If you're a regular reader of these pages, you'll know that things started way back in 2009, the bits and pieces which I post about have evolved as time has progressed and I've grown up. However, posts about my adventures in baking have proven to be something of a regular fixture around these parts- and I'm relieved to say that since my first foray into making cupcakes back in the day, my skills in the kitchen have improved quite considerably. Whilst cupcakes are still a firm favourite in my baking repertoire, I've picked up some new recipes which have proved just as enjoyable to experiment with in the kitchen- including macarons and lots of festive bakes which have become real perennial favourites. However, for a fair few months or so now, I've been working on my biggest baking challenge to date- a wedding cake!!!
When my lovely college friend Katy told me she was getting married, it seemed like making her wedding cake would be the perfect present. We settled on something quite simple rather early on- a vintage inspired Victoria Sponge cake with tiered layers. Not only was this something which we were sure would be a guaranteed crowd pleaser, it was also a bake which would be easy to whip up in a comparatively short space of time- and which would be pretty hassle free to transport to Cambridge, where the ceremony was taking place. Whilst this was definitely one of my scariest (and biggest!) baking challenges to date, it was one which I enjoyed- so I thought it made sense to share the recipe and some top tips in case you're thinking of doing something similar, whether for a wedding or for another celebration.
First thing is first- the recipe. I stuck to a Mary Berry classic as it is so straightforward and had worked really well when I practiced it. Obviously depending on how many separate layers you want to have, then the quantities are subject to change- I've listed the total ingredients I used for this three tier version in brackets:
225g soft unsalted butter (675g total) , 225g caster sugar (675g total) , 225g self raising flour (675g total), 2 teaspoons baking powder (6 total) , 4 large eggs (12 total)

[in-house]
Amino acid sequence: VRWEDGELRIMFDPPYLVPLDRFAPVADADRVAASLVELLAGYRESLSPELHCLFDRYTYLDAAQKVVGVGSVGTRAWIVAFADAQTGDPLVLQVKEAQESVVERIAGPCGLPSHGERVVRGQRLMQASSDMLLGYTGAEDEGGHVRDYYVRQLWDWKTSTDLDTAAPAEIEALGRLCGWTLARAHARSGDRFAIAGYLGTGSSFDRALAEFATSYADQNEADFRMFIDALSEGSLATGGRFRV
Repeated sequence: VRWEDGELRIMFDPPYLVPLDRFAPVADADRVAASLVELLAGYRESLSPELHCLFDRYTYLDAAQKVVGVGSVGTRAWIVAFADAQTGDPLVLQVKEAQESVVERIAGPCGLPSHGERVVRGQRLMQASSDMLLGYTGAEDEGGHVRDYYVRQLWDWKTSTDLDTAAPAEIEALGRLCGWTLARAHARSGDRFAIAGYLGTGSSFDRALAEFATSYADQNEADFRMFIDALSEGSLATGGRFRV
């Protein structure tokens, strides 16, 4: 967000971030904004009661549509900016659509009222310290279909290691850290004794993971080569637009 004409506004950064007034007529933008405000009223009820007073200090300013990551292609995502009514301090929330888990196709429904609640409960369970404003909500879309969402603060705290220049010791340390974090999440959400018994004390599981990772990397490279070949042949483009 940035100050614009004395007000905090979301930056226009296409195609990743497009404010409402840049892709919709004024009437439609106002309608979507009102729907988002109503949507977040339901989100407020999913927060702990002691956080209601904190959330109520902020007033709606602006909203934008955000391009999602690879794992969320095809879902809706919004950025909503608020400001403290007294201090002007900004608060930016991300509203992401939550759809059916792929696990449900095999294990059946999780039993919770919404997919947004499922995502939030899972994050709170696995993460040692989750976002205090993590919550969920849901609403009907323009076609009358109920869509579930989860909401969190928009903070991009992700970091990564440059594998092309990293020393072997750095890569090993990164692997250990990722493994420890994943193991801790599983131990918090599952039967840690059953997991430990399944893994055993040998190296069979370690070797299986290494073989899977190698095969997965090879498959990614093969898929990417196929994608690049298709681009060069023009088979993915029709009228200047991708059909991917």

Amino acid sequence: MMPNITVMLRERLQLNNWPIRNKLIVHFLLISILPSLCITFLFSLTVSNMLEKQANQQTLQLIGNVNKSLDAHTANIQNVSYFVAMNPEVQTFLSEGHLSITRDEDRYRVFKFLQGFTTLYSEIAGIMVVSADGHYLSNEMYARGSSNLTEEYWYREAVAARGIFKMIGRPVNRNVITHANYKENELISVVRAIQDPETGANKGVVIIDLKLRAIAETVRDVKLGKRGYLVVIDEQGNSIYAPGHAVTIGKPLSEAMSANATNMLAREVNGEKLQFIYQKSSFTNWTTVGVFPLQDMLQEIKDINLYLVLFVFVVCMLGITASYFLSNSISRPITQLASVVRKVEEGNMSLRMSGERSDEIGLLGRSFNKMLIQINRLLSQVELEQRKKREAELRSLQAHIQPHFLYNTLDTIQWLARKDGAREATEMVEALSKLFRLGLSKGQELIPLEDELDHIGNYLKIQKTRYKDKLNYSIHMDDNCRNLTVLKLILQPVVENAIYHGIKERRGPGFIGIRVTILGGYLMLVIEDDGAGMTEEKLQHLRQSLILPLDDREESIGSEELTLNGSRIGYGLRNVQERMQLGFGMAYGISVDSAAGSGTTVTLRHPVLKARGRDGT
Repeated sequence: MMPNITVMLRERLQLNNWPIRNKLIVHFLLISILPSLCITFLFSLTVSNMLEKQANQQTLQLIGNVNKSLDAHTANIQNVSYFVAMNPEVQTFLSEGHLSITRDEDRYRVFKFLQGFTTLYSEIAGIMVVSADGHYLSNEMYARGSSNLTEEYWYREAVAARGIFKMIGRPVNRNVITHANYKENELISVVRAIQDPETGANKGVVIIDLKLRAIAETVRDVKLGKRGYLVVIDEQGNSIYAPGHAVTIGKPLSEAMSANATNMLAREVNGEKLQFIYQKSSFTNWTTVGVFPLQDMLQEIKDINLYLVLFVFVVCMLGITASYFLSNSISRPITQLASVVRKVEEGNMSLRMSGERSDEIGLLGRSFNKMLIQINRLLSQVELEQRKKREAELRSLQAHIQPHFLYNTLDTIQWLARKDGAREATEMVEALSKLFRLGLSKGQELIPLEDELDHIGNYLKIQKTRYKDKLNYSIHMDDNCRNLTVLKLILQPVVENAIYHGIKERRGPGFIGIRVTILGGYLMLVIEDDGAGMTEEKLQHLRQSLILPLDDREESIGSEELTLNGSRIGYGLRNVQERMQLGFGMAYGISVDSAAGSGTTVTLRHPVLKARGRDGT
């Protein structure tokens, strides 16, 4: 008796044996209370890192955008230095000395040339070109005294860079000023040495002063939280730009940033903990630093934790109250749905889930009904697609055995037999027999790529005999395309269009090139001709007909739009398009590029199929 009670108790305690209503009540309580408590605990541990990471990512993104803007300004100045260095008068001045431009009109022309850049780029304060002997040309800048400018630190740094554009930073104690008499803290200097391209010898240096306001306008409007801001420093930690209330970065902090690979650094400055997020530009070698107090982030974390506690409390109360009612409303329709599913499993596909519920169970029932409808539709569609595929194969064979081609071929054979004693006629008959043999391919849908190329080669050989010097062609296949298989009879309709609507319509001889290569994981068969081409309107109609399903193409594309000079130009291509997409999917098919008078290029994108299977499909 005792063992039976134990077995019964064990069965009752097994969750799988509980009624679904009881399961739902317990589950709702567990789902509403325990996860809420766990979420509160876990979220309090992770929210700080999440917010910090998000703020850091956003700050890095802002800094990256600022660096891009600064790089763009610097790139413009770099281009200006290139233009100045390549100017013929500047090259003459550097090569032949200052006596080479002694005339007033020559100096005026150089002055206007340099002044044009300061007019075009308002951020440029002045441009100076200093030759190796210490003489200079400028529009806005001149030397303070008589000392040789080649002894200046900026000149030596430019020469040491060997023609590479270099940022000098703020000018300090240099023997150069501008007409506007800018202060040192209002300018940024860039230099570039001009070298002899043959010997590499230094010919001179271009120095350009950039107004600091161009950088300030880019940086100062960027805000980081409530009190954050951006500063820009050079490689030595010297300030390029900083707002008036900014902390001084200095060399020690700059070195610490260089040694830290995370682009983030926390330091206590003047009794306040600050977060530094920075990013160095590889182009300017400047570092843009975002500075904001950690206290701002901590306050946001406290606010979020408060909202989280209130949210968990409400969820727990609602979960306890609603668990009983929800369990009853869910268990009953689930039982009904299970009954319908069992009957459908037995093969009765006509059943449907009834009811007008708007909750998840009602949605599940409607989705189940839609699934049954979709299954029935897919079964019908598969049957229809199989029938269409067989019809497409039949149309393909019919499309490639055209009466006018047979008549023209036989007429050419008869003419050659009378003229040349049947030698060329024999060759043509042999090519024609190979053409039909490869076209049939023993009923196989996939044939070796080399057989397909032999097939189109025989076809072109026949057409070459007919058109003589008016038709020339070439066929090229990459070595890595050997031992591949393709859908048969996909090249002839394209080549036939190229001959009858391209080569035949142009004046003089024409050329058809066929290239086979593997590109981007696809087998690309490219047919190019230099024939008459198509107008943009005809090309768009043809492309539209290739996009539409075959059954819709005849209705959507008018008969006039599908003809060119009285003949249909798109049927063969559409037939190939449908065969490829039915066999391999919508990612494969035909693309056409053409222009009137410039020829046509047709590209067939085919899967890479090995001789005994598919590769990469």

For the filling
Apricot jam, buttercream and icing sugar to decorate.
1) Set the oven to 180°C/fan 170°C/gas mark 4.
2) Prepare the tins by cutting out greaseproof paper circles, and placing inside each greased tin. Make sure to grease the sides of each tin well to avoid sticking.
3) Place the butter, sugar, flour, baking powder and eggs into a large mixing bowl, and beat using an electric mixer on slow speed. Mix until smooth and the mixture falls easily away from the whisk. (I made each layered sponge individually as it was so much easier to make sure the ingredients were well mixed. And I didn't have a bowl big enough to fit in everything all at once!)
4) Pour the mixture equally into each of the baking tins, ensuring that the surfaces are level for an even bake.
5) Bake for 20-30 minutes, until each sponge is golden brown and risen. It's a good idea to check the sponges about halfway through the baking process, just to make sure they are getting an even distribution of heat, moving around the oven if necessary.
6) Once cooked, carefully remove from the oven and cool in the baking tins. Once cool enough to handle with ease, remove from the tins and allow to cool on a rack.
7) Whilst the sponges are cooling down, begin to prepare the ingredients for the filling. Measure out the jam, and mix gently to smooth.
8) Next, prepare the buttercream. This can be quite a messy process, but is much easier if you fully soften the butter in a large mixing bowl to start. Then gradually sift in the icing sugar, mixing together with the butter as you go and adding a little drop of water if needed. In terms of quantities, I usually tend to this recipe as a guide, substituting the vanilla extract for water.
9) Once the sponges are completely cold, turn the bottom layer of each tier upside down and place onto a plate. Spread generously with jam and buttercream before placing the other layer on top (the right way up).
10) Repeat with each sponge, and then begin to build the tiered structure.
11) Sprinkle with icing sugar and decorate as you choose.
12) Serve and enjoy!
- Leave yourself plenty of time. There's nothing worse than rushing through a bake, and this is a challenge which requires optimum levels of baking zen.
- Make sure you use good quality ingredients- you really can tell the difference when it comes to cooking the sponges.
- Invest in some good tins- I used the Silverwood Sandwich Pans and they really stood up to the task.
- Do your maths- if you're making several tiers, it's worth sitting down with a pencil and paper and crunching some numbers- particularly in terms of the different diameters which you will be working with.
- I stuck to the basic recipe for a standard sized sponge, which became the middle layer. I then made the smallest (top) layer, but as the pans were smaller I had some excess mixture, which I then used to bulk out the largest (bottom) layer.
- Get plenty of inspiration- check out my Baking board on Pinterest for a look at some of my research!
- Think about logistics- if you're transporting the cake to a venue, it's an idea to suss out how it's going to get there. I did the final assembly and decoration at the Reception to make sure it looked perfect on the day.
- Make sure each sponge is stone cold before you attempt to move things- they are pretty fragile. Also it's well worth popping each individual layer in the fridge to help things set properly.
- If you're decorating with fresh flowers, give them a good wash and dry beforehand!
Have you ever taken on a baking challenge like this?
(Image credit: Sarah Farrell, please do not reproduce without permission.)